1. Automakers will continue to use proven NiMH batteries as their preferred HEV technology until limited lanthanum supplies restrict the ability to manufacture NiMH batteries;
  2. Automakers will accelerate their efforts to build demonstration fleets of high value products using unproven Li-ion batteries, but production volumes will remain small until they gather enough hard performance data to justify the widespread commercialization of the technology; and
  3. Automakers will significantly increase their use of advanced lead-acid batteries in high volume budget priced product lines, including mild and full hybrids that can tolerate the seventy-five pound weight gain and one cubic foot space loss that will typically arise from using advanced lead-acid batteries instead of NiMH or Li-ion.
This is a sub-optimal environment for all parties because automakers do not have the flexibility to develop new product lines on a multi-year schedule. They have to go to work immediately with the tools at their disposal and bring their product lines into regulatory compliance in a little over five years. The end result will be an accelerated timeline for Li-ion batteries and increased use of advanced lead-acid batteries in product lines that might have been introduced with NiMH batteries under more normal conditions. As automakers develop experience with using both advanced lead-acid and Li-ion batteries in roughly equivalent applications, the unanswered technical and cost-benefit questions about which technology is best for automotive applications will be conclusively answered. In other words, we're going to have a horse race after all.

DISCLOSURE: Author does not own any of the stocks mentioned in this article because all of his personal investments are in pure-play lead-acid battery manufacturers.

John L. Petersen, Esq. is a U.S. lawyer based in Switzerland who works as a partner in the law firm of Fefer Petersen & Cie and represents North American, European and Asian clients, principally in the energy and alternative energy sectors. His international practice is limited to corporate securities and small company finance, where he focuses on guiding small growth-oriented companies through the corporate finance process, beginning with seed stage private placements, continuing through growth stage private financing and concluding with a reverse merger or public offering. Mr. Petersen is a 1979 graduate of the Notre Dame Law School and a 1976 graduate of Arizona State University. He was admitted to the Texas Bar Association in 1980 and licensed to practice as a CPA in 1981. From January 2004 through January 2008, he was securities counsel for and a director of Axion Power International, Inc. (AXPW.OB) a small public company involved in advanced lead-carbon battery research and development.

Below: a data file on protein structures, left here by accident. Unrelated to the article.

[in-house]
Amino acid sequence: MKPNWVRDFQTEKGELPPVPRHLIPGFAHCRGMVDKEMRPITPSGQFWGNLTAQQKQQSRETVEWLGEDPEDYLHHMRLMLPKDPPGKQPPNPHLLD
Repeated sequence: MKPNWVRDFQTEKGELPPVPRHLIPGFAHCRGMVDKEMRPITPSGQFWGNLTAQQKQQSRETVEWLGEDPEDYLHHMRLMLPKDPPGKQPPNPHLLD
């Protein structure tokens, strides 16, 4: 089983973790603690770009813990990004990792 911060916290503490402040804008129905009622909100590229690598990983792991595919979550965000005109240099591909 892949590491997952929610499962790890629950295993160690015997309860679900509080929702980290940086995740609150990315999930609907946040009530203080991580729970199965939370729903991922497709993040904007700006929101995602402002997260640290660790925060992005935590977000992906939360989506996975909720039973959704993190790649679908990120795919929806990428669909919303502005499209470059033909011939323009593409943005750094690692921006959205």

June 18, 2009

The Ethanol Industry's Persecution Complex

If the Ethanol industry is going to rehabilitate its image, it needs to understand the issues.

Tom Konrad, Ph.D., CFA

In his opening remarks at the 25th annual, 2009 Fuel Ethanol Workshop, Mike Bryan, the CEO of BBI International called on the attendees to "Take back control of the [fuel ethanol] industry's image."  

It's no secret that the ethanol industry is having problems, mostly, in my mind, due to a classic commodity squeeze: the industry has no pricing power either for its inputs (corn and natural gas,) or its products (ethanol, with a price which closely tracks gasoline.)  This is why, and Mr. Bryan said, the industry could not get plants financed a year before the financial crisis.